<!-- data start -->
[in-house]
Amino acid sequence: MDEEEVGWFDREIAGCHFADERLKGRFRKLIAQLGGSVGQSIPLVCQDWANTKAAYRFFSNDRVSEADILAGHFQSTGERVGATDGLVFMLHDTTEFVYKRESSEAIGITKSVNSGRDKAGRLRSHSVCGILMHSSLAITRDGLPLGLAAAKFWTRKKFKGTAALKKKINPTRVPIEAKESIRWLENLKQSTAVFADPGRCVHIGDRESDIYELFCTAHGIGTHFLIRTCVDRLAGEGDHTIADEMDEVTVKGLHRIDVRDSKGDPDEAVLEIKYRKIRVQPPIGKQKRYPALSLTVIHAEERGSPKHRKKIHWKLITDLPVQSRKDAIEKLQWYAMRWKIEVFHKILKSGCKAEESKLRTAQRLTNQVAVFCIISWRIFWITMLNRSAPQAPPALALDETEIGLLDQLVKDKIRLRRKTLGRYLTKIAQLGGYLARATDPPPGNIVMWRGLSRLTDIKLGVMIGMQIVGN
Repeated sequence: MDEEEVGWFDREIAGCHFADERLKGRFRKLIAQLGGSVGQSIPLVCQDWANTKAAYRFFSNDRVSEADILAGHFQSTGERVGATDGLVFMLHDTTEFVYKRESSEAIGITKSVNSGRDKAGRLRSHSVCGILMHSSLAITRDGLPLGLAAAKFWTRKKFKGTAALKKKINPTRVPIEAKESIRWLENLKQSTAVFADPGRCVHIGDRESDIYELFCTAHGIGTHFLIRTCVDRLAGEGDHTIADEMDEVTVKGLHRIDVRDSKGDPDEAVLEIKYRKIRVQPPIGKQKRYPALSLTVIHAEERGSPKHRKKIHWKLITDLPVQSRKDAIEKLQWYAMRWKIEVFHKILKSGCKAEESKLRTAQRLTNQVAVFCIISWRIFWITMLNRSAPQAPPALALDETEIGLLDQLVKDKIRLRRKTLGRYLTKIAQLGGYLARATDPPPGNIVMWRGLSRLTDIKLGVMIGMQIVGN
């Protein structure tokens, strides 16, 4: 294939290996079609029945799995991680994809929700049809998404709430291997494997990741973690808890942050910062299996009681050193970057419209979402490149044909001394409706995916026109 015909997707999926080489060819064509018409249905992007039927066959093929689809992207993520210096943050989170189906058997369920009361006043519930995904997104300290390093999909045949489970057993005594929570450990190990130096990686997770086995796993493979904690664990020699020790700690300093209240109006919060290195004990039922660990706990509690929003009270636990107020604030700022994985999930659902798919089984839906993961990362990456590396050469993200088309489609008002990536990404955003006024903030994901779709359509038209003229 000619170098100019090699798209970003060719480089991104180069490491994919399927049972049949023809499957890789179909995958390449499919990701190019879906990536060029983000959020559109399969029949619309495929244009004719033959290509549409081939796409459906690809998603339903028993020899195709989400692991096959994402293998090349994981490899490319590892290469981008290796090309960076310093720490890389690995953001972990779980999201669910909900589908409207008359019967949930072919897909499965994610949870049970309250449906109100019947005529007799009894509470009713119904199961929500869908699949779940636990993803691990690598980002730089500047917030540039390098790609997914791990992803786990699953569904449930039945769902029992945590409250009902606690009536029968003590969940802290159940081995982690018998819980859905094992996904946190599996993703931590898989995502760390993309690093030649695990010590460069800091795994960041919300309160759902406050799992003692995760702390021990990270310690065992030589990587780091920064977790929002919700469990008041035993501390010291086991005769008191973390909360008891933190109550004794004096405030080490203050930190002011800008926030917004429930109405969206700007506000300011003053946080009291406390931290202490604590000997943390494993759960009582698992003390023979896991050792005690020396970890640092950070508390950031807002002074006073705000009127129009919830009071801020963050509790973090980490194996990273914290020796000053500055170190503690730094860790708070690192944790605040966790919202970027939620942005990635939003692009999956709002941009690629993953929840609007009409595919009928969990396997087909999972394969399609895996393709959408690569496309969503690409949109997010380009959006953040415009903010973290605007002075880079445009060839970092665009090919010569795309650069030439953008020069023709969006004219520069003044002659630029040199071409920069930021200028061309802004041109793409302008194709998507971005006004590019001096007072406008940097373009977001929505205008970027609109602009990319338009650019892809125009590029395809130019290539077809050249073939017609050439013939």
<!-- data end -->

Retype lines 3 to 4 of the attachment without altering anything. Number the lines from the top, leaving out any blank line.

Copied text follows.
Repeated sequence: MDEEEVGWFDREIAGCHFADERLKGRFRKLIAQLGGSVGQSIPLVCQDWANTKAAYRFFSNDRVSEADILAGHFQSTGERVGATDGLVFMLHDTTEFVYKRESSEAIGITKSVNSGRDKAGRLRSHSVCGILMHSSLAITRDGLPLGLAAAKFWTRKKFKGTAALKKKINPTRVPIEAKESIRWLENLKQSTAVFADPGRCVHIGDRESDIYELFCTAHGIGTHFLIRTCVDRLAGEGDHTIADEMDEVTVKGLHRIDVRDSKGDPDEAVLEIKYRKIRVQPPIGKQKRYPALSLTVIHAEERGSPKHRKKIHWKLITDLPVQSRKDAIEKLQWYAMRWKIEVFHKILKSGCKAEESKLRTAQRLTNQVAVFCIISWRIFWITMLNRSAPQAPPALALDETEIGLLDQLVKDKIRLRRKTLGRYLTKIAQLGGYLARATDPPPGNIVMWRGLSRLTDIKLGVMIGMQIVGN
């Protein structure tokens, strides 16, 4: 294939290996079609029945799995991680994809929700049809998404709430291997494997990741973690808890942050910062299996009681050193970057419209979402490149044909001394409706995916026109 015909997707999926080489060819064509018409249905992007039927066959093929689809992207993520210096943050989170189906058997369920009361006043519930995904997104300290390093999909045949489970057993005594929570450990190990130096990686997770086995796993493979904690664990020699020790700690300093209240109006919060290195004990039922660990706990509690929003009270636990107020604030700022994985999930659902798919089984839906993961990362990456590396050469993200088309489609008002990536990404955003006024903030994901779709359509038209003229 000619170098100019090699798209970003060719480089991104180069490491994919399927049972049949023809499957890789179909995958390449499919990701190019879906990536060029983000959020559109399969029949619309495929244009004719033959290509549409081939796409459906690809998603339903028993020899195709989400692991096959994402293998090349994981490899490319590892290469981008290796090309960076310093720490890389690995953001972990779980999201669910909900589908409207008359019967949930072919897909499965994610949870049970309250449906109100019947005529007799009894509470009713119904199961929500869908699949779940636990993803691990690598980002730089500047917030540039390098790609997914791990992803786990699953569904449930039945769902029992945590409250009902606690009536029968003590969940802290159940081995982690018998819980859905094992996904946190599996993703931590898989995502760390993309690093030649695990010590460069800091795994960041919300309160759902406050799992003692995760702390021990990270310690065992030589990587780091920064977790929002919700469990008041035993501390010291086991005769008191973390909360008891933190109550004794004096405030080490203050930190002011800008926030917004429930109405969206700007506000300011003053946080009291406390931290202490604590000997943390494993759960009582698992003390023979896991050792005690020396970890640092950070508390950031807002002074006073705000009127129009919830009071801020963050509790973090980490194996990273914290020796000053500055170190503690730094860790708070690192944790605040966790919202970027939620942005990635939003692009999956709002941009690629993953929840609007009409595919009928969990396997087909999972394969399609895996393709959408690569496309969503690409949109997010380009959006953040415009903010973290605007002075880079445009060839970092665009090919010569795309650069030439953008020069023709969006004219520069003044002659630029040199071409920069930021200028061309802004041109793409302008194709998507971005006004590019001096007072406008940097373009977001929505205008970027609109602009990319338009650019892809125009590029395809130019290539077809050249073939017609050439013939």